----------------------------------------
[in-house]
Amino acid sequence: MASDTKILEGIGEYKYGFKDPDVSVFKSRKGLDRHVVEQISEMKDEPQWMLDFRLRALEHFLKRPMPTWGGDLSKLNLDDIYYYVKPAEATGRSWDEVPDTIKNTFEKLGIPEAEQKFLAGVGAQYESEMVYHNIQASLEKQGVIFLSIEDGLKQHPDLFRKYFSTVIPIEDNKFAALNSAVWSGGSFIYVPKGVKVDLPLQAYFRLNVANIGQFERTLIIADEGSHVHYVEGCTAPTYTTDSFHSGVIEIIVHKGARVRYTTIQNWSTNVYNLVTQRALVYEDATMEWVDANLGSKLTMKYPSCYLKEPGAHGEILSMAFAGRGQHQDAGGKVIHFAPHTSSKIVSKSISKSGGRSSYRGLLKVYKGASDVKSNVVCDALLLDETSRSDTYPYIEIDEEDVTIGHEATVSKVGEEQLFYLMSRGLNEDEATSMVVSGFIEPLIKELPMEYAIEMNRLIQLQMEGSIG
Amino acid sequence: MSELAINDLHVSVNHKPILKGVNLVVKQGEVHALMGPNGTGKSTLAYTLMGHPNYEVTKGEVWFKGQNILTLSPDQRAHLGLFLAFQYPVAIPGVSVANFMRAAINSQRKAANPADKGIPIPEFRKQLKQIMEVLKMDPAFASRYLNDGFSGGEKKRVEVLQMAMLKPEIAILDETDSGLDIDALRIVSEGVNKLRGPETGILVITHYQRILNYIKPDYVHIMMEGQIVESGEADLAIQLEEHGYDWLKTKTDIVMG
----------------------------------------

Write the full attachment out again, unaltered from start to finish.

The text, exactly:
[in-house]
Amino acid sequence: MASDTKILEGIGEYKYGFKDPDVSVFKSRKGLDRHVVEQISEMKDEPQWMLDFRLRALEHFLKRPMPTWGGDLSKLNLDDIYYYVKPAEATGRSWDEVPDTIKNTFEKLGIPEAEQKFLAGVGAQYESEMVYHNIQASLEKQGVIFLSIEDGLKQHPDLFRKYFSTVIPIEDNKFAALNSAVWSGGSFIYVPKGVKVDLPLQAYFRLNVANIGQFERTLIIADEGSHVHYVEGCTAPTYTTDSFHSGVIEIIVHKGARVRYTTIQNWSTNVYNLVTQRALVYEDATMEWVDANLGSKLTMKYPSCYLKEPGAHGEILSMAFAGRGQHQDAGGKVIHFAPHTSSKIVSKSISKSGGRSSYRGLLKVYKGASDVKSNVVCDALLLDETSRSDTYPYIEIDEEDVTIGHEATVSKVGEEQLFYLMSRGLNEDEATSMVVSGFIEPLIKELPMEYAIEMNRLIQLQMEGSIG
Amino acid sequence: MSELAINDLHVSVNHKPILKGVNLVVKQGEVHALMGPNGTGKSTLAYTLMGHPNYEVTKGEVWFKGQNILTLSPDQRAHLGLFLAFQYPVAIPGVSVANFMRAAINSQRKAANPADKGIPIPEFRKQLKQIMEVLKMDPAFASRYLNDGFSGGEKKRVEVLQMAMLKPEIAILDETDSGLDIDALRIVSEGVNKLRGPETGILVITHYQRILNYIKPDYVHIMMEGQIVESGEADLAIQLEEHGYDWLKTKTDIVMG